Lenses and mirrors (either concave or convex) have singular optical properties. All the main types of telescope developed starting from Galileo are based on various combinations of lenses and mirrors. Each combination has its own advantages and disadvantages. The “Galilean” telescope (convex objective lens and concave ocular lens) produces upright images, but has a very narrow field of view. The telescope designed by Kepler (1571-1630), with both the objective and the ocular lenses convex, has a wider field of view but produces upside-down images. The one perfected by Newton (1642-1727) uses a concave mirror as objective. Its field of view is wide, but the images it produces are upside-down.
The Galilean telescope produces upright images. The rays of light are deviated by the semi-convex objective lens and become parallel again – without intersecting – while traversing the semi-concave ocular lens.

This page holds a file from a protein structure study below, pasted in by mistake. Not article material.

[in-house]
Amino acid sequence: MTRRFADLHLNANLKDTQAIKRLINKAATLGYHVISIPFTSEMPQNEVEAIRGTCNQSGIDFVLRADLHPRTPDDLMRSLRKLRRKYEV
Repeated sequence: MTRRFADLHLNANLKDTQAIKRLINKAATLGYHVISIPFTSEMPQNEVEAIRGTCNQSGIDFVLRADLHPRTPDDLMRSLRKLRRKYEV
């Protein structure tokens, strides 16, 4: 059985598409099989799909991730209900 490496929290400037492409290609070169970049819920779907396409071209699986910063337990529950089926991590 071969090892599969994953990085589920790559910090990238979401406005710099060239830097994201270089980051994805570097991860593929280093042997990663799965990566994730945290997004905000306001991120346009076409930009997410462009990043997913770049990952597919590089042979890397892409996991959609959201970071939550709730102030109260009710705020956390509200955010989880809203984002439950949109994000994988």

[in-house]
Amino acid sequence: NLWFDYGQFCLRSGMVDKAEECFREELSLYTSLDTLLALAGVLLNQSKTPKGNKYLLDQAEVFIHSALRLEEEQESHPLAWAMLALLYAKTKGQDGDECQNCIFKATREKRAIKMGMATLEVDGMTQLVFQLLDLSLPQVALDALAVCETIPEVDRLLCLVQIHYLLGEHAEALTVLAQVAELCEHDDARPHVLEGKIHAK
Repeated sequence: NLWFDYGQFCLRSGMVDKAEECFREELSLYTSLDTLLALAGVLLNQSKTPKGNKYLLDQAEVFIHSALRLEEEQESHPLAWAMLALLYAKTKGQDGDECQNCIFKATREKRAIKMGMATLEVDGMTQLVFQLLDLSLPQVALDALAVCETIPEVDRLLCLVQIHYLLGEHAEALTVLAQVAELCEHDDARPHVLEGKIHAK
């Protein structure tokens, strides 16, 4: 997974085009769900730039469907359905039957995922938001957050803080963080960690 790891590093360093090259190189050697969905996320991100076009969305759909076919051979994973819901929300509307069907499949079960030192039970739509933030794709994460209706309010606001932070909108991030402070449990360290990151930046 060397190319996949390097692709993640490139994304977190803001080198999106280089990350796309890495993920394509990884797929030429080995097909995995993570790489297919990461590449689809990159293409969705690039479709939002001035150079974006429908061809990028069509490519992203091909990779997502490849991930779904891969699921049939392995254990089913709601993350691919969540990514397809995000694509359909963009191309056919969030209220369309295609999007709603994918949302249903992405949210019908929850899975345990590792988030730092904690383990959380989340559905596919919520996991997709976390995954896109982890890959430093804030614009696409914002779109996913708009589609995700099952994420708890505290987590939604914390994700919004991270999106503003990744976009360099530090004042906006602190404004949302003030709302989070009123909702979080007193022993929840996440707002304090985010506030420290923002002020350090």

The Keplerian telescope produces upside-down images. The rays of light, deviated by the bi-convex objective lens, intersect and become parallel again while traversing the ocular lens, which is bi-convex as well.
The Newtonian telescope produces upside-down images. The rays of light are reflected by the concave objective mirror, then reflected again by the plane secondary mirror, intersect and become parallel again while traversing the bi-convex ocular lens.